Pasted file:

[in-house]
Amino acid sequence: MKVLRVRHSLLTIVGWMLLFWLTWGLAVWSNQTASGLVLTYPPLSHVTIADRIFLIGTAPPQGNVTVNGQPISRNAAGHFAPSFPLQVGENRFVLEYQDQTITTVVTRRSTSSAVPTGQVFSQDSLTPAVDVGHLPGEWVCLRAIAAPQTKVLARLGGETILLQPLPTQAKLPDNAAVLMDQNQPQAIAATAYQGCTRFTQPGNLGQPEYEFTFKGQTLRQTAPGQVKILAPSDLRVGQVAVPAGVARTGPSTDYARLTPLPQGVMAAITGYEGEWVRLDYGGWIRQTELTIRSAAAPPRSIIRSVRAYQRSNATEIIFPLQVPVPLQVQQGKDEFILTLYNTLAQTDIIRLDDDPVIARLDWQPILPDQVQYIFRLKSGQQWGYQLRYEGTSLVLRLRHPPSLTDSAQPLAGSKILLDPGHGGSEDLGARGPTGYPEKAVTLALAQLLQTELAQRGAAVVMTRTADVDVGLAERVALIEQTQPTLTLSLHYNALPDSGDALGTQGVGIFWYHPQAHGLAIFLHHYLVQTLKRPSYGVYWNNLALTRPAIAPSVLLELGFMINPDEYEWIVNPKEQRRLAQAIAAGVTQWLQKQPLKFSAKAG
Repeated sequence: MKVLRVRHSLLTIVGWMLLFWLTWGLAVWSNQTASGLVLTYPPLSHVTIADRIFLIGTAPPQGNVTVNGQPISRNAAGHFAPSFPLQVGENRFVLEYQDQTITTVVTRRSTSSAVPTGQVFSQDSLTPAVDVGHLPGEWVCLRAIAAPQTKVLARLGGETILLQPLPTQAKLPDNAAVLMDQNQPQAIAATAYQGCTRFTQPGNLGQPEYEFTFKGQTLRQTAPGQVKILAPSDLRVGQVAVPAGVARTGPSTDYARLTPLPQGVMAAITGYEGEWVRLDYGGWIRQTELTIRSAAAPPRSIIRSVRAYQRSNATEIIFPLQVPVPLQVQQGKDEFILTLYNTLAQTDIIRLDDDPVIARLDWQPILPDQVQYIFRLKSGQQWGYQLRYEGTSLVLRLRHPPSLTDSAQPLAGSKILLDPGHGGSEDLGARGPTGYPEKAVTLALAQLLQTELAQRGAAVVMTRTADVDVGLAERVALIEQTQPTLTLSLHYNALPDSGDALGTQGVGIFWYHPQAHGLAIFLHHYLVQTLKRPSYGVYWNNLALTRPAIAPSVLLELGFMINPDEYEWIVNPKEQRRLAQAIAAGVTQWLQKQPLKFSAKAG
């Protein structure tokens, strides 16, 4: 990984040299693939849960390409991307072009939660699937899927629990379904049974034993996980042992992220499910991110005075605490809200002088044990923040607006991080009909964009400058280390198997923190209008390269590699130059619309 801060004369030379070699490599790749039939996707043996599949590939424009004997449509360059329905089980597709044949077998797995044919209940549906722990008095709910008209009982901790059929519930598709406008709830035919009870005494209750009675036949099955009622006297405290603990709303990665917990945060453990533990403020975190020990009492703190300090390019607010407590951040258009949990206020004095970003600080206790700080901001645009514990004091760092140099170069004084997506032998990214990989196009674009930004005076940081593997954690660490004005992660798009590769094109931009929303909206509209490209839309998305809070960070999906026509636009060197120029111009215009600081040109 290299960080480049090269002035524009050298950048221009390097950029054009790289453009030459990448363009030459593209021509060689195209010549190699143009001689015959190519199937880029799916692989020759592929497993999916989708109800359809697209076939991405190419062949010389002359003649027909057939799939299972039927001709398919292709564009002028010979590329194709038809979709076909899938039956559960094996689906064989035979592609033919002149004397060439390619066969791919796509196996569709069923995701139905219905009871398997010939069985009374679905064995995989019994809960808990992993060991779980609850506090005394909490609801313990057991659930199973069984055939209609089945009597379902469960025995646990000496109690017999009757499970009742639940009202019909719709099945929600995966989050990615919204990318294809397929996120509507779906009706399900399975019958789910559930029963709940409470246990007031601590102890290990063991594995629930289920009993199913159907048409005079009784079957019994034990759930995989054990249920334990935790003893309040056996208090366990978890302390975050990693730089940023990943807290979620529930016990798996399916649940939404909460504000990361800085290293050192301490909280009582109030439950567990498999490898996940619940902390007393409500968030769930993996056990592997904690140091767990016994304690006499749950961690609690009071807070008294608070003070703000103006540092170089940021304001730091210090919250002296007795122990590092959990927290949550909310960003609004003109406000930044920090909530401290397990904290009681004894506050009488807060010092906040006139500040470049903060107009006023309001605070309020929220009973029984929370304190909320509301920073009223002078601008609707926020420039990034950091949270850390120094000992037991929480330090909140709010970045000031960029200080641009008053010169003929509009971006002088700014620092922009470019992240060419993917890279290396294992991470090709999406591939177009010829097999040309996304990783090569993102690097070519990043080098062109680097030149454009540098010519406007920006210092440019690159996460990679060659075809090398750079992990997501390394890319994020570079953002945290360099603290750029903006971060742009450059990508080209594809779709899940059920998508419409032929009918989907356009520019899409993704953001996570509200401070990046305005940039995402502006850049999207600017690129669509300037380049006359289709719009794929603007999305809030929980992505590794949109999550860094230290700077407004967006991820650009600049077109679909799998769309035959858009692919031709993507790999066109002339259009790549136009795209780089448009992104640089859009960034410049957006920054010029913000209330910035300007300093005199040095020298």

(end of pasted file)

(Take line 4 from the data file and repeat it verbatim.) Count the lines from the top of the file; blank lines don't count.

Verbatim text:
């Protein structure tokens, strides 16, 4: 990984040299693939849960390409991307072009939660699937899927629990379904049974034993996980042992992220499910991110005075605490809200002088044990923040607006991080009909964009400058280390198997923190209008390269590699130059619309 801060004369030379070699490599790749039939996707043996599949590939424009004997449509360059329905089980597709044949077998797995044919209940549906722990008095709910008209009982901790059929519930598709406008709830035919009870005494209750009675036949099955009622006297405290603990709303990665917990945060453990533990403020975190020990009492703190300090390019607010407590951040258009949990206020004095970003600080206790700080901001645009514990004091760092140099170069004084997506032998990214990989196009674009930004005076940081593997954690660490004005992660798009590769094109931009929303909206509209490209839309998305809070960070999906026509636009060197120029111009215009600081040109 290299960080480049090269002035524009050298950048221009390097950029054009790289453009030459990448363009030459593209021509060689195209010549190699143009001689015959190519199937880029799916692989020759592929497993999916989708109800359809697209076939991405190419062949010389002359003649027909057939799939299972039927001709398919292709564009002028010979590329194709038809979709076909899938039956559960094996689906064989035979592609033919002149004397060439390619066969791919796509196996569709069923995701139905219905009871398997010939069985009374679905064995995989019994809960808990992993060991779980609850506090005394909490609801313990057991659930199973069984055939209609089945009597379902469960025995646990000496109690017999009757499970009742639940009202019909719709099945929600995966989050990615919204990318294809397929996120509507779906009706399900399975019958789910559930029963709940409470246990007031601590102890290990063991594995629930289920009993199913159907048409005079009784079957019994034990759930995989054990249920334990935790003893309040056996208090366990978890302390975050990693730089940023990943807290979620529930016990798996399916649940939404909460504000990361800085290293050192301490909280009582109030439950567990498999490898996940619940902390007393409500968030769930993996056990592997904690140091767990016994304690006499749950961690609690009071807070008294608070003070703000103006540092170089940021304001730091210090919250002296007795122990590092959990927290949550909310960003609004003109406000930044920090909530401290397990904290009681004894506050009488807060010092906040006139500040470049903060107009006023309001605070309020929220009973029984929370304190909320509301920073009223002078601008609707926020420039990034950091949270850390120094000992037991929480330090909140709010970045000031960029200080641009008053010169003929509009971006002088700014620092922009470019992240060419993917890279290396294992991470090709999406591939177009010829097999040309996304990783090569993102690097070519990043080098062109680097030149454009540098010519406007920006210092440019690159996460990679060659075809090398750079992990997501390394890319994020570079953002945290360099603290750029903006971060742009450059990508080209594809779709899940059920998508419409032929009918989907356009520019899409993704953001996570509200401070990046305005940039995402502006850049999207600017690129669509300037380049006359289709719009794929603007999305809030929980992505590794949109999550860094230290700077407004967006991820650009600049077109679909799998769309035959858009692919031709993507790999066109002339259009790549136009795209780089448009992104640089859009960034410049957006920054010029913000209330910035300007300093005199040095020298």